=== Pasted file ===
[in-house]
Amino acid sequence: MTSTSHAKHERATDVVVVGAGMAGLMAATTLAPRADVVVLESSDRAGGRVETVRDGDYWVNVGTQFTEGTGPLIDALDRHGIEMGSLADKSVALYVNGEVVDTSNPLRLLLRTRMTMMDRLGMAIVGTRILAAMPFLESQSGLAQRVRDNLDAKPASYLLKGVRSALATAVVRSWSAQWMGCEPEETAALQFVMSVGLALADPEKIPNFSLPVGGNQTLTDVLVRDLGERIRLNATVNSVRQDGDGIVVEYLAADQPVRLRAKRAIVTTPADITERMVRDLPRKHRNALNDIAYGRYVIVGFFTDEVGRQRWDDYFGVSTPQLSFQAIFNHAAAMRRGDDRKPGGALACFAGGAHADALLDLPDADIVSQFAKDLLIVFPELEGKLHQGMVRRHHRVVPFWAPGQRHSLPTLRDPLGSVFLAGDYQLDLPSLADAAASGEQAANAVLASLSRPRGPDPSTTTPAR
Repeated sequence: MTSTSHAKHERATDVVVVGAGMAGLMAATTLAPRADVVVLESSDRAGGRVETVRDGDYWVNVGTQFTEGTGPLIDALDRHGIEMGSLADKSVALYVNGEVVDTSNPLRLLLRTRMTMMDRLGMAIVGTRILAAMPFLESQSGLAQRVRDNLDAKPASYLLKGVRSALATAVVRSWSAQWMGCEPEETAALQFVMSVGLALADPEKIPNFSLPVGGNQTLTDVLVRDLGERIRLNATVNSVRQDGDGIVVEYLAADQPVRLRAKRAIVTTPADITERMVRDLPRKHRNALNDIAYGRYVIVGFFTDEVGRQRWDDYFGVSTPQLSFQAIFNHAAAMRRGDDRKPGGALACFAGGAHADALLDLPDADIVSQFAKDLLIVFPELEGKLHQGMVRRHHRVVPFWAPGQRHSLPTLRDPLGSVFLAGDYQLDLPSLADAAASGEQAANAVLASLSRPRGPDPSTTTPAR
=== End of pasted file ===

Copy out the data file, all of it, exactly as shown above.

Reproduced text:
[in-house]
Amino acid sequence: MTSTSHAKHERATDVVVVGAGMAGLMAATTLAPRADVVVLESSDRAGGRVETVRDGDYWVNVGTQFTEGTGPLIDALDRHGIEMGSLADKSVALYVNGEVVDTSNPLRLLLRTRMTMMDRLGMAIVGTRILAAMPFLESQSGLAQRVRDNLDAKPASYLLKGVRSALATAVVRSWSAQWMGCEPEETAALQFVMSVGLALADPEKIPNFSLPVGGNQTLTDVLVRDLGERIRLNATVNSVRQDGDGIVVEYLAADQPVRLRAKRAIVTTPADITERMVRDLPRKHRNALNDIAYGRYVIVGFFTDEVGRQRWDDYFGVSTPQLSFQAIFNHAAAMRRGDDRKPGGALACFAGGAHADALLDLPDADIVSQFAKDLLIVFPELEGKLHQGMVRRHHRVVPFWAPGQRHSLPTLRDPLGSVFLAGDYQLDLPSLADAAASGEQAANAVLASLSRPRGPDPSTTTPAR
Repeated sequence: MTSTSHAKHERATDVVVVGAGMAGLMAATTLAPRADVVVLESSDRAGGRVETVRDGDYWVNVGTQFTEGTGPLIDALDRHGIEMGSLADKSVALYVNGEVVDTSNPLRLLLRTRMTMMDRLGMAIVGTRILAAMPFLESQSGLAQRVRDNLDAKPASYLLKGVRSALATAVVRSWSAQWMGCEPEETAALQFVMSVGLALADPEKIPNFSLPVGGNQTLTDVLVRDLGERIRLNATVNSVRQDGDGIVVEYLAADQPVRLRAKRAIVTTPADITERMVRDLPRKHRNALNDIAYGRYVIVGFFTDEVGRQRWDDYFGVSTPQLSFQAIFNHAAAMRRGDDRKPGGALACFAGGAHADALLDLPDADIVSQFAKDLLIVFPELEGKLHQGMVRRHHRVVPFWAPGQRHSLPTLRDPLGSVFLAGDYQLDLPSLADAAASGEQAANAVLASLSRPRGPDPSTTTPAR